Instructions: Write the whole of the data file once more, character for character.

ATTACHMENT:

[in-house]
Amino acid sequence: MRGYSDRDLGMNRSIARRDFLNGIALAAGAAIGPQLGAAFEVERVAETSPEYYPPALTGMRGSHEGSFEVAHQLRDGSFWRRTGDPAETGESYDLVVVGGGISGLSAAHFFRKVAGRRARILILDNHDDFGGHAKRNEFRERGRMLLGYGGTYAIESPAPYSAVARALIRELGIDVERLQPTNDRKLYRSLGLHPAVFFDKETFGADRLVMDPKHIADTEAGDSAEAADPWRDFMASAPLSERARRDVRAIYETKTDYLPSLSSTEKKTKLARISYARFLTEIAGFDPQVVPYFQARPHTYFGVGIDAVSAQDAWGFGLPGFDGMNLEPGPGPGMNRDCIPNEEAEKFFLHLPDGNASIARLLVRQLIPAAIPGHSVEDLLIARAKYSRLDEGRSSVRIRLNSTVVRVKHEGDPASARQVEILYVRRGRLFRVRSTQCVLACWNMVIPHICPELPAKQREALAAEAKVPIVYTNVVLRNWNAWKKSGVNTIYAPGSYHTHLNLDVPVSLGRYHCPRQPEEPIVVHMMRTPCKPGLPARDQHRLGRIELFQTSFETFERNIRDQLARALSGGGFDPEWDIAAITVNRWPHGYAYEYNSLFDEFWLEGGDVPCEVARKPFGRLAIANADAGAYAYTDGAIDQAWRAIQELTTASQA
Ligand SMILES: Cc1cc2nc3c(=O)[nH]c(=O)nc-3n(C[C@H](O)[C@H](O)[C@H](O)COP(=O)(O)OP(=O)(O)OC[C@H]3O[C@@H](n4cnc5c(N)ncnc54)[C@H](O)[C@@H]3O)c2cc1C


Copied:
[in-house]
Amino acid sequence: MRGYSDRDLGMNRSIARRDFLNGIALAAGAAIGPQLGAAFEVERVAETSPEYYPPALTGMRGSHEGSFEVAHQLRDGSFWRRTGDPAETGESYDLVVVGGGISGLSAAHFFRKVAGRRARILILDNHDDFGGHAKRNEFRERGRMLLGYGGTYAIESPAPYSAVARALIRELGIDVERLQPTNDRKLYRSLGLHPAVFFDKETFGADRLVMDPKHIADTEAGDSAEAADPWRDFMASAPLSERARRDVRAIYETKTDYLPSLSSTEKKTKLARISYARFLTEIAGFDPQVVPYFQARPHTYFGVGIDAVSAQDAWGFGLPGFDGMNLEPGPGPGMNRDCIPNEEAEKFFLHLPDGNASIARLLVRQLIPAAIPGHSVEDLLIARAKYSRLDEGRSSVRIRLNSTVVRVKHEGDPASARQVEILYVRRGRLFRVRSTQCVLACWNMVIPHICPELPAKQREALAAEAKVPIVYTNVVLRNWNAWKKSGVNTIYAPGSYHTHLNLDVPVSLGRYHCPRQPEEPIVVHMMRTPCKPGLPARDQHRLGRIELFQTSFETFERNIRDQLARALSGGGFDPEWDIAAITVNRWPHGYAYEYNSLFDEFWLEGGDVPCEVARKPFGRLAIANADAGAYAYTDGAIDQAWRAIQELTTASQA
Ligand SMILES: Cc1cc2nc3c(=O)[nH]c(=O)nc-3n(C[C@H](O)[C@H](O)[C@H](O)COP(=O)(O)OP(=O)(O)OC[C@H]3O[C@@H](n4cnc5c(N)ncnc54)[C@H](O)[C@@H]3O)c2cc1C